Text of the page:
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Column shows outsourcing is easy, cheap


I had a great time at Indigo on Thursday night. The music was good. The beer was cheap. And somewhere halfway around the world, someone else was doing my work for me.

Boy, did it feel good.

Last week, if you missed it, I began my quest to outsource my column to India. I contacted five companies. Two didn't get back to me. One wanted me to post on a message board, which I didn't want to do. And one was really expensive. So I went with

Akanksha, my contact with the company, originally wrote to me to ask for more information about who the target audience was. I told her about Penn State and suggested some possible topics: "drinking, college football (especially football coach Joe Paterno) and sex/dating."

Akanksha, however, had already come up with her own topic: "Are You Making The Most Of College Life?"

Well, it didn't have as much pizzazz as my proposed topics, but I decided it would do. I submitted my payment, a grand total of $28 on PayPal, and a woman named Snigdha started writing.

At 10 a.m. the next morning, I found a shiny new column waiting for me in my inbox. After I fixed one typo and changed some punctuation to fit with our paper's guidelines, it was ready to print.

Akanksha wrote that this is her company's first time writing for a U.S. newspaper column. Check it out for yourself, but I think the writing is easily on par with what most Americans can do.

Based on my experience, it looks like outsourcing high-quality writing is both inexpensive and easy. Heads up, American journalists: Maybe our jobs aren't as outsourcing-proof as we thought.


"Those were the best days of my life"... As I sit back remembering my life in college, nostalgia hits hard and takes me back to those days of back-breaking book reviews, endless assignment deadlines, aggravating lectures on the Fall of the Roman Empire and the cafeteria food that I loved to hate!

After attending a convent school for girls, entering into college seemed like coming of age to me, a way of breaking free from my previously sheltered life.

It was during my college years in India that I truly got the opportunity to discover myself and realize my passion for music, self-expression and career growth.

Besides those classes we all took for straight A's, there were some other courses which we could opt for. One such course I took up was "Ancient History of the World." Our professor had a great passion for the subject and everything she said had a lasting impact on each of us.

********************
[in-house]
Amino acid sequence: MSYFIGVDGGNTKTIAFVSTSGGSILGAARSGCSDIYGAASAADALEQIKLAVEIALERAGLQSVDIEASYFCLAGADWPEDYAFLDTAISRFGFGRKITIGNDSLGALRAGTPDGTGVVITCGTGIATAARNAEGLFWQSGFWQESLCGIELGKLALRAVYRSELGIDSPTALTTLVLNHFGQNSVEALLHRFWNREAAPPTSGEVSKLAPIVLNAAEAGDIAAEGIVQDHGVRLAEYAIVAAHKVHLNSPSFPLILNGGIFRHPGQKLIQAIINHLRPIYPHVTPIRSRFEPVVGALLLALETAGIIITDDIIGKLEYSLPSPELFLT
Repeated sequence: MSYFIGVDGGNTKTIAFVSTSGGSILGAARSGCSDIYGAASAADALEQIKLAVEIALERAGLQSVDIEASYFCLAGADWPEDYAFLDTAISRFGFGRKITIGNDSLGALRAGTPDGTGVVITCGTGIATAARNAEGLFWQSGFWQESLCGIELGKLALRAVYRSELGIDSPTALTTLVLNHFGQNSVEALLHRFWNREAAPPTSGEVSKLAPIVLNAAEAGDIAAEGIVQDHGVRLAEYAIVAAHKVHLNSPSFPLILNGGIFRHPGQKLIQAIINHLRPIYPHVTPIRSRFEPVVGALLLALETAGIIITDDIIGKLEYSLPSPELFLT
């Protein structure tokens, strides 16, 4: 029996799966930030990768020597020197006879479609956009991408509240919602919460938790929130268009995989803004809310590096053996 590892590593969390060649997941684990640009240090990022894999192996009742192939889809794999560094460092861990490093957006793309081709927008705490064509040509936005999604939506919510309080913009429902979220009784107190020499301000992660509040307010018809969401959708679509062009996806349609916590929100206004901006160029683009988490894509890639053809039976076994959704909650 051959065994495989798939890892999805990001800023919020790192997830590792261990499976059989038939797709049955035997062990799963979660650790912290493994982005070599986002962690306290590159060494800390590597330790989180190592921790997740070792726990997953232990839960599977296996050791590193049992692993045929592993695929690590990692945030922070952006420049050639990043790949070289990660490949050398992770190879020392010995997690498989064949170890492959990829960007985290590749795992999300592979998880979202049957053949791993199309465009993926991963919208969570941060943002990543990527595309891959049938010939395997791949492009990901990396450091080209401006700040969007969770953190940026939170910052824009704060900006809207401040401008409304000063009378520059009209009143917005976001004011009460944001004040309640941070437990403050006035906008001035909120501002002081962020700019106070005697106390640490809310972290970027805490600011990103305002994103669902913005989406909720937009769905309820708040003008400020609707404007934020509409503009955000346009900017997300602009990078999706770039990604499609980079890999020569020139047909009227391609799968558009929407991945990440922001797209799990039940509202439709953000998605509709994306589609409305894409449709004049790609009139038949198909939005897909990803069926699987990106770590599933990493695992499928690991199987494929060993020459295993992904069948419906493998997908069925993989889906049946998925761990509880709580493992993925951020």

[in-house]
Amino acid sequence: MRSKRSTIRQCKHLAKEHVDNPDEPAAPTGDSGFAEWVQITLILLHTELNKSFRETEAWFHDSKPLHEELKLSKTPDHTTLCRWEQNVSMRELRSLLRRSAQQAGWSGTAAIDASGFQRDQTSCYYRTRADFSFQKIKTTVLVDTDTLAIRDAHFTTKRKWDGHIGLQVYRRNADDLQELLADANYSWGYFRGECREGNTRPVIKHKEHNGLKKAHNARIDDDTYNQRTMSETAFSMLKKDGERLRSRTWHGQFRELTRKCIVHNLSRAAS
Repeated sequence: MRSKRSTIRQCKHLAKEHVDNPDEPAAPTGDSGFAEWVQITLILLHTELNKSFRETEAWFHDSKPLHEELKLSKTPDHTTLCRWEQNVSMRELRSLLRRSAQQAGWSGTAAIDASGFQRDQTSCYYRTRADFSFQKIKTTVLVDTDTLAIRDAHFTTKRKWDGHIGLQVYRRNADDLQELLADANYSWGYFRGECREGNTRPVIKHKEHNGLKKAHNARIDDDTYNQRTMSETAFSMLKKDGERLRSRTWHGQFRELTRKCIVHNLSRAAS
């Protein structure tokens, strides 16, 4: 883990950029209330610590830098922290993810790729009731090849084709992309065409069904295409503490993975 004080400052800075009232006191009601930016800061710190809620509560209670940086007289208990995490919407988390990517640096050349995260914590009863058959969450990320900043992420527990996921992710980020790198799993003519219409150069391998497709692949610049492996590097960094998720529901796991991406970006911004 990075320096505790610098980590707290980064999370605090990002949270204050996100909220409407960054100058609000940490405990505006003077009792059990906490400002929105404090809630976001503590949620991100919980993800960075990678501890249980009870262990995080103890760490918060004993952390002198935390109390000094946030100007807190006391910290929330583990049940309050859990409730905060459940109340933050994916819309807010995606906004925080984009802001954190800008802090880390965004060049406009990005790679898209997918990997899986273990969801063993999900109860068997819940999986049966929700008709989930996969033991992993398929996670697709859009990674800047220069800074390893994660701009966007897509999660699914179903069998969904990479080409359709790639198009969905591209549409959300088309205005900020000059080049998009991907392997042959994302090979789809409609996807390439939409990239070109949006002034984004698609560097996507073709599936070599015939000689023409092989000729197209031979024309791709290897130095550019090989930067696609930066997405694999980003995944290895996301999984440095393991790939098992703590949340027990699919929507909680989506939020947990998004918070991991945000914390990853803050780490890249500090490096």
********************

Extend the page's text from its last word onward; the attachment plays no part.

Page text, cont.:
Another student program that I attended was the NSS (National Service Scheme), which aimed at sensitizing students towards social issues and motivating them to work toward a common cause.

As I got further involved in my college programs and while deciding what career to pursue, things started falling into place for me. I can never forget that one summer when I gave up a long lazy vacation at grandma's to attend an archaeological dig that my college participated in each year. This year, our group traveled to a remote village in Rajasthan, India. The site belonged to 3000 B.C. and during the course of our stay there, I got to dig up ancient pottery, bones and some other interesting artifacts. At the end of the program, I ended up taking more courses in Archaeology and Museum Studies in my senior year. I knew where I wanted to be career wise!

I even pursued my passion for music & participated in numerous Inter-College music competitions. These gave me a healthy break from routine classes.

Colleges today have so much to offer that it is in your best interest to soak up all you can and prepare yourself to face the unimaginable competition that is waiting to devour you the moment you move out of the protective canopy of college life. As I look back on my years in college, I realize and appreciate just how much I gained from everything that college life had to offer.

Snigdha is a freelance writer at A graduate from Delhi University, she currently works at an art museum.

Ryan Pfister is a senior majoring in information sciences and technology and economics and is the Collegian's Monday columnist. His e-mail address is

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